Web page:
This is a continuation of my instructions on installing Gentoo on the Libretto 110ct. After I got xorg-server running properly, I noticed that screen blanking and LCD powerdown did not work correctly. They produced very strange effects and did not ultimately blank the screen or power down the backlight. This is an old computer but I intend to leave it running constantly so I want to make sure to preserve the life of the backlight as long as possible.
First off, make sure the Toshiba experimental ACPI driver is compiled into the kernel. It’s included by default in the 3.0 and many of the earlier kernel versions. Then you’ll want to grab toshset. Toshset is the key to this whole process. You can test the driver by typing:
You can test it further after installing toshset by typing:
If all that stuff works, you are ready to move forward.
I searched the Internet high and low and could not find what I needed. What I wanted was something extremely light weight that would use the hooks already built into xorg-server to invoke toshset. I still feel like this must be possible even though we went a different direction.
In my search I came across exactly one person on the Internet who sounded like she ran across the same problem as me. On her page she said:
“So what if you really do want your backlight to turn off after a specific interval? There doesn’t seem to be a way to get Xorg to do it directly. But you can cheat: Write a script that calls vbetool dpms off. Then set that script to be your screensaver. “
Sounded close, so after more searching I finally gave up and emailed Akkana and asked her how she did it. Turns out she didn’t remember but after a couple of email exchanges, we came up with an idea together of how to do this pretty easily. I had the idea to use a python script to poll the mouse and keyboard nodes out of ‘/dev/inputs’. I was really pleased when Akkana emailed me back the next day and said something like “Ya, good idea, here it is!”
She sent a script that monitored the everything in ‘/dev/inputs’ and then invokes a system command(whatever you specify) when the idle time counts up to a certain point. I modified the script a bit so that it would also run another program when activity in those nodes is detected.
When the screen is not blanked, the polling interval is 5 seconds to keep things REALLY light weight. I tweaked it to up the polling interval when the screen is blanked to 5 times per second so there is no perceivable lag when waking up the screen.
Did I mention this script is REALLY light weight? It doesn’t even show up in top when it’s on the 5 second polling interval. (I haven’t ssh’d in yet to check the .2 second interval yet). So after all that buildup, here’s the script:
#! /usr/bin/env python # idlerunner -- run a screensaver-type program when input devices are idle. # By Akkana Peck, akkana shallowsky (dot) com # based on an idea from Geordy Rostad, geordy hotmail (dot) com # Copyright 2011, please re-use, share and improve under the terms # of the GPLv2 or later. import sys, os, select import time # how long to wait before firing the screensaver: TIME_THRESH = 60 * 5 # seconds * minutes # Global polling interval interval = 5 # Read from every /dev/input device: INPUTDIR = "/dev/input" inputdevs =  for devname in os.listdir(INPUTDIR) : try : inputdevs.append(open(os.path.join(INPUTDIR, devname))) except : pass # print "Not watching", devname # uncomment for troubleshooting ^^^ last_event_time = time.time() while True : time.sleep(interval) inp, outp, err = select.select(inputdevs, , , .5) if not inp or len(inp) == 0 : # we're idle! But for how long? idletime = time.time() - last_event_time if idletime > TIME_THRESH : # print "Firing screensaver!" # uncomment for troubleshooting ^^^ # command to blank the screen SCREENSAVER = "toshset -bl off" # Set polling to a really quick interval when screen is blanked so it wakes quickly interval = .2 os.system(SCREENSAVER) # Let this wait until the screensaver process finishes, # so we won't keep checking and fire up another copy. else: pass # print "Idle but only for", idletime, "secs" # uncomment for troubleshooting ^^^ continue # There's apparently no way to flush input without reading it: SCREENSAVER = "toshset -bl on > /dev/null" # Switch back to longer polling interval when screen saver is off interval = 5 os.system(SCREENSAVER) # print "There's something there in", len(inp), "devices" # uncomment for troubleshooting ^^^ last_event_time = time.time() for f in inp : os.read(f.fileno(), 4096)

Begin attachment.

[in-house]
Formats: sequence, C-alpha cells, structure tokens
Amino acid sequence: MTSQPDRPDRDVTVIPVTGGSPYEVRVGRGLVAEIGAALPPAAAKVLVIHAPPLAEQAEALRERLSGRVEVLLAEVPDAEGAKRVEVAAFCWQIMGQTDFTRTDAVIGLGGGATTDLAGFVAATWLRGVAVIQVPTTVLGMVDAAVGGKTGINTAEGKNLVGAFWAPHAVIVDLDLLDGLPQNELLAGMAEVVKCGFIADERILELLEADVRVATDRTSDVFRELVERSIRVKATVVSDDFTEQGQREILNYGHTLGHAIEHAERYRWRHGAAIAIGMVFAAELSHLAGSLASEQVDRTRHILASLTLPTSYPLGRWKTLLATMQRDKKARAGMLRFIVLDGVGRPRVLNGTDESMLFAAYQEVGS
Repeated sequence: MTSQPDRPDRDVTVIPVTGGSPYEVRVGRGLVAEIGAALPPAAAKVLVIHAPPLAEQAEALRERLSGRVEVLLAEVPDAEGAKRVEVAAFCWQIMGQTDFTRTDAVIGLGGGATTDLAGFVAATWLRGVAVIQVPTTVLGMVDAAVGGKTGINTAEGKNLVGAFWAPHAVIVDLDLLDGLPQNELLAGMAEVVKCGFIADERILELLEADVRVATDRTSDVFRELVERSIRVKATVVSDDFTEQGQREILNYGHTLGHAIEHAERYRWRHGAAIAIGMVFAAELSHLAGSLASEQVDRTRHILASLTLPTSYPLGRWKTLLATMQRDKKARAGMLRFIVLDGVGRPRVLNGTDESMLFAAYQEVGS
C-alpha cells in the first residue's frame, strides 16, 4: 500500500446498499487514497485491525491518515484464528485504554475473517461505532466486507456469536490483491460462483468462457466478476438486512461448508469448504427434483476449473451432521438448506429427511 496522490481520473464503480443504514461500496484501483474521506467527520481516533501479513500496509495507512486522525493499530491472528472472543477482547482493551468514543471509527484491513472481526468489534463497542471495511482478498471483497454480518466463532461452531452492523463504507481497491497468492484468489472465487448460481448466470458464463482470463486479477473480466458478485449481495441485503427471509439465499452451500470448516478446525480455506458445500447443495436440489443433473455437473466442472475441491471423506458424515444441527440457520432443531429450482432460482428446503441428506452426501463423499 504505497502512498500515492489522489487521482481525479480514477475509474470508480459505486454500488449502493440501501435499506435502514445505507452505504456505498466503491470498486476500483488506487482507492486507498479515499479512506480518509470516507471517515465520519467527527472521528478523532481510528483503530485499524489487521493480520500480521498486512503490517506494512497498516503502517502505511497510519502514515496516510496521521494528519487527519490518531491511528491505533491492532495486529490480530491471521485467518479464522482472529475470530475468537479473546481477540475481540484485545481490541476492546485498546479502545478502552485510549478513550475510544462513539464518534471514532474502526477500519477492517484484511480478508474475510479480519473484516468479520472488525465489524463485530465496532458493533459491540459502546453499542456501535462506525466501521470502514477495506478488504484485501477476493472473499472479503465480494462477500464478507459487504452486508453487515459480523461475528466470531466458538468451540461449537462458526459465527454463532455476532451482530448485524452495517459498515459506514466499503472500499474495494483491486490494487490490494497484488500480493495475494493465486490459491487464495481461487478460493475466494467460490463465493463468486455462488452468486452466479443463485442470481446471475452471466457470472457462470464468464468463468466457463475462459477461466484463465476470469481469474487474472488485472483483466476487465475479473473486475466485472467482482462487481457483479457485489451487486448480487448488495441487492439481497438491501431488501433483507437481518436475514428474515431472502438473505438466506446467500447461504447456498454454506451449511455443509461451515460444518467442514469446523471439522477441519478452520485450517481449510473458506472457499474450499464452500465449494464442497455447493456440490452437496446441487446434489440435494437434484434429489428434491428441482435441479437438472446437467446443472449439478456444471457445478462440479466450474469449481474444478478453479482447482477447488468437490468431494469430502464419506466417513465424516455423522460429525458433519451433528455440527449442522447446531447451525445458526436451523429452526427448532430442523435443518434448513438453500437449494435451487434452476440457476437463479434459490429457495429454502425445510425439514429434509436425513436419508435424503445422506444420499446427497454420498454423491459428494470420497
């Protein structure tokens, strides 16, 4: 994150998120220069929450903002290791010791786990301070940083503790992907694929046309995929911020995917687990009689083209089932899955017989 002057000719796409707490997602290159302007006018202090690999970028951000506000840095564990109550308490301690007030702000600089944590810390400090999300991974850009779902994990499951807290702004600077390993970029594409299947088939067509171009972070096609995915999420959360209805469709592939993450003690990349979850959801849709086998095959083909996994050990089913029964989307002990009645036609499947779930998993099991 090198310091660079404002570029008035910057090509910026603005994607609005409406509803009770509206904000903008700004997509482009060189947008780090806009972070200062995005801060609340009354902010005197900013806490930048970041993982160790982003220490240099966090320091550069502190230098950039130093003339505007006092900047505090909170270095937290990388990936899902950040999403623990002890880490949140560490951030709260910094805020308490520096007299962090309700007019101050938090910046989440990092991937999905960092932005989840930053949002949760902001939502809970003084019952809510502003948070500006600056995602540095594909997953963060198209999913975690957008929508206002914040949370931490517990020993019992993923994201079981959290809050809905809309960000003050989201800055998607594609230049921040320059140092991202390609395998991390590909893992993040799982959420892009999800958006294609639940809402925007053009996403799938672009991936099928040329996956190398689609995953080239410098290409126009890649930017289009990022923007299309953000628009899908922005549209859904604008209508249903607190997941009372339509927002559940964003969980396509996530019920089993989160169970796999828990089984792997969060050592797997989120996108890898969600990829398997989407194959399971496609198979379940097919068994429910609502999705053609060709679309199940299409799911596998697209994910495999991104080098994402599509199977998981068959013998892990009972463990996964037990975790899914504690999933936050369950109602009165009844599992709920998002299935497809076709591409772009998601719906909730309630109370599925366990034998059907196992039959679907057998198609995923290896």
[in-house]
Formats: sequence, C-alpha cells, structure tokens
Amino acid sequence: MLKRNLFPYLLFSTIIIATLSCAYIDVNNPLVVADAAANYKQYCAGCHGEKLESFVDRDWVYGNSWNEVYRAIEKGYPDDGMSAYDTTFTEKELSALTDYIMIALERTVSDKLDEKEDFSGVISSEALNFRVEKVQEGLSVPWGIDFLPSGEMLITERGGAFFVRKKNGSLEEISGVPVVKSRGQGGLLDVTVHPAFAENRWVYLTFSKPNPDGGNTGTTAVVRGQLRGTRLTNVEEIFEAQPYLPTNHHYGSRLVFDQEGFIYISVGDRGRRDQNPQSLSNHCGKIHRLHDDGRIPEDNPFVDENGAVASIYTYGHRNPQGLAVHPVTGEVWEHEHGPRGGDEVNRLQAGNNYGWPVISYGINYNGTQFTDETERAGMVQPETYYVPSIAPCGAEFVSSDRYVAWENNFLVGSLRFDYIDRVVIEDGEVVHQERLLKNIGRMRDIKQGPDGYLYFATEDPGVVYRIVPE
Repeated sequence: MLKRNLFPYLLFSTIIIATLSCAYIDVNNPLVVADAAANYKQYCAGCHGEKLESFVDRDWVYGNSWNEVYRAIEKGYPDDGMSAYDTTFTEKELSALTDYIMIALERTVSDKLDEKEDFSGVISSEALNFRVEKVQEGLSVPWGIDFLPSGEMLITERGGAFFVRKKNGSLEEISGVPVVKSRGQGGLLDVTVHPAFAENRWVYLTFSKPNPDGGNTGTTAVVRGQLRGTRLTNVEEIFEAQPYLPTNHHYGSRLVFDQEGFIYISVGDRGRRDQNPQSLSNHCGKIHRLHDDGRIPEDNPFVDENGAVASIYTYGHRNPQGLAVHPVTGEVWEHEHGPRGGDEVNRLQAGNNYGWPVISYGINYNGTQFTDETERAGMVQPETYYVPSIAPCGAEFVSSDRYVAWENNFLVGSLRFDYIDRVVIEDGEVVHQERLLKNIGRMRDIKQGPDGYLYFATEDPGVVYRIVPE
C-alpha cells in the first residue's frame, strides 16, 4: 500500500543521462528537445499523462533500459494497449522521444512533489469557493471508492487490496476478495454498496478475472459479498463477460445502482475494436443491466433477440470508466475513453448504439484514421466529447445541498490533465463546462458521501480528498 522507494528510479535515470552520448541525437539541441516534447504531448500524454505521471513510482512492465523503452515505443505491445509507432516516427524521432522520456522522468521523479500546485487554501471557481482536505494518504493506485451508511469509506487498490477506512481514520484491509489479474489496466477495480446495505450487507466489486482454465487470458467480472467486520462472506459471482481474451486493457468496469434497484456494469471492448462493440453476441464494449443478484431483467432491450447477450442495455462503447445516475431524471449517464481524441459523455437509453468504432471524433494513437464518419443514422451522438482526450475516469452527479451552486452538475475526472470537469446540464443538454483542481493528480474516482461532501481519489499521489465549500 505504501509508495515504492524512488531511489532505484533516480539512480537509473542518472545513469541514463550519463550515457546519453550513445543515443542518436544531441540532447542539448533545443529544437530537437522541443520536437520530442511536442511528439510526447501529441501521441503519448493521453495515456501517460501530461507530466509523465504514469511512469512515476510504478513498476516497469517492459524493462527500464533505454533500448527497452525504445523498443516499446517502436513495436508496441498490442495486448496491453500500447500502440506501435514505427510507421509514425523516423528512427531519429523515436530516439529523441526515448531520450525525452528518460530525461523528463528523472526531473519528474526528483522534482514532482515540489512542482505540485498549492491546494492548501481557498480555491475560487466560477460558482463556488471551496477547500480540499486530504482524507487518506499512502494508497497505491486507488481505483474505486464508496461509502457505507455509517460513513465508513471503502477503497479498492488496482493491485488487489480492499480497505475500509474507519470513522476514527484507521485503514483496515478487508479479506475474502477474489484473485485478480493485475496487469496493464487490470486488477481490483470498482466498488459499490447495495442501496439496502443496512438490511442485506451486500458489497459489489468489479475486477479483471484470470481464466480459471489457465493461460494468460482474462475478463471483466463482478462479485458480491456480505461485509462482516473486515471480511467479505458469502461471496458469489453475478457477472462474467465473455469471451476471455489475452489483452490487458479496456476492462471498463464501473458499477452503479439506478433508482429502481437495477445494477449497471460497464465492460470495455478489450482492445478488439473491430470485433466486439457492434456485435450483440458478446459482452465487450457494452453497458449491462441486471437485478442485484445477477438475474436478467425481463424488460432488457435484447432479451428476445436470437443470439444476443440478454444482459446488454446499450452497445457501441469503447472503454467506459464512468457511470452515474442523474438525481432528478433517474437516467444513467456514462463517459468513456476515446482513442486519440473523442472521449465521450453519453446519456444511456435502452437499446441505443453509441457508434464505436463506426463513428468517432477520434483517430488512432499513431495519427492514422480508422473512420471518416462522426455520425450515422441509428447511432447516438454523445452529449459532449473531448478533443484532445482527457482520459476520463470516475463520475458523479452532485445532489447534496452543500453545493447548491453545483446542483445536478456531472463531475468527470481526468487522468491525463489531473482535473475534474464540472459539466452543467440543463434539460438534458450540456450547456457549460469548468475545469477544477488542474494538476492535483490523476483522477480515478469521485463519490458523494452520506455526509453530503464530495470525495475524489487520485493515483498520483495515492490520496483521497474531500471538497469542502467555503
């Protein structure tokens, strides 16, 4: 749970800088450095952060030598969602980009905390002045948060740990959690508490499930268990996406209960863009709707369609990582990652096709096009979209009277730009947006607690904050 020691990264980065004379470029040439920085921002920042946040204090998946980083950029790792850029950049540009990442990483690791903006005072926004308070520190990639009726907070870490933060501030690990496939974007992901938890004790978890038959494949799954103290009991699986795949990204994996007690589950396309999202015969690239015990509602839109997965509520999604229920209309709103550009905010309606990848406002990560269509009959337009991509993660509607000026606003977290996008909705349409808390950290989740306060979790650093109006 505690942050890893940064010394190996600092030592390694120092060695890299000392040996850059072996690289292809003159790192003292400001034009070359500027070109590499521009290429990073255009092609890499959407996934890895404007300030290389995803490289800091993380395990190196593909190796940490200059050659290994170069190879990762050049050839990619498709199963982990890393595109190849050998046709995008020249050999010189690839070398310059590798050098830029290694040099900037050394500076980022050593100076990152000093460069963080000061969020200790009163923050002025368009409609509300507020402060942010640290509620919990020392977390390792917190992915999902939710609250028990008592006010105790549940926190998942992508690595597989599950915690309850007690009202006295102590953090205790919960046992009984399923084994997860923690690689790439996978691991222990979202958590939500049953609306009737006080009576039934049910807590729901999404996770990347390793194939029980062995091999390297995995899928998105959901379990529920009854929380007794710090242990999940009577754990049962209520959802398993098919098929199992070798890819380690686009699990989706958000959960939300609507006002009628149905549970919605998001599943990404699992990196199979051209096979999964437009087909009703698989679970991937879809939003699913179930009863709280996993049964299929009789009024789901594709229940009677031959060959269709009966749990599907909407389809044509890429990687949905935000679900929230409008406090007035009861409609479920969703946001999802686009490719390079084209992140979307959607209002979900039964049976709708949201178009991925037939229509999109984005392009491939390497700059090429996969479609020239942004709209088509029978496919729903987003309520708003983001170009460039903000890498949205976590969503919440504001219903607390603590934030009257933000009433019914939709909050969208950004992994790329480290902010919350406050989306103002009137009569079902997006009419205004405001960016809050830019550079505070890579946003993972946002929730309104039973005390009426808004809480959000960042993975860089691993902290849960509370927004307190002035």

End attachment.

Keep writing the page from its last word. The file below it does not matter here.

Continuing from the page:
I’d stick idlerunner.py in ‘/usr/local/source’ (along with toshset). Make sure to set it executable. You’ll want to add a file to your ‘/etc/local.d’ directory to start idlerunner in the background.
echo “/usr/local/idlerunner.py &” > /etc/local.d/idlerunner.start && chmod 755 /etc/local.d/idlerunner.start
Next, in your xorg.conf file, you’ll need to add some lines to your xorg.conf file. These lines will prevent the odd behavior from the built in stuff from occurring.
In the Monitor section add: Option "DPMS" In the ServerLayout section, add: Option "BlankTime" "0" Option "StandbyTime" "0" Option "SuspendTime" "0" Option "OffTime" "0"
This all turned out even better than I had hoped because it’s independent of X entirely and blanks the local consoles as well. Props to Akkana for generously spending her time to help a complete stranger with a problem on a 15 year old computer.
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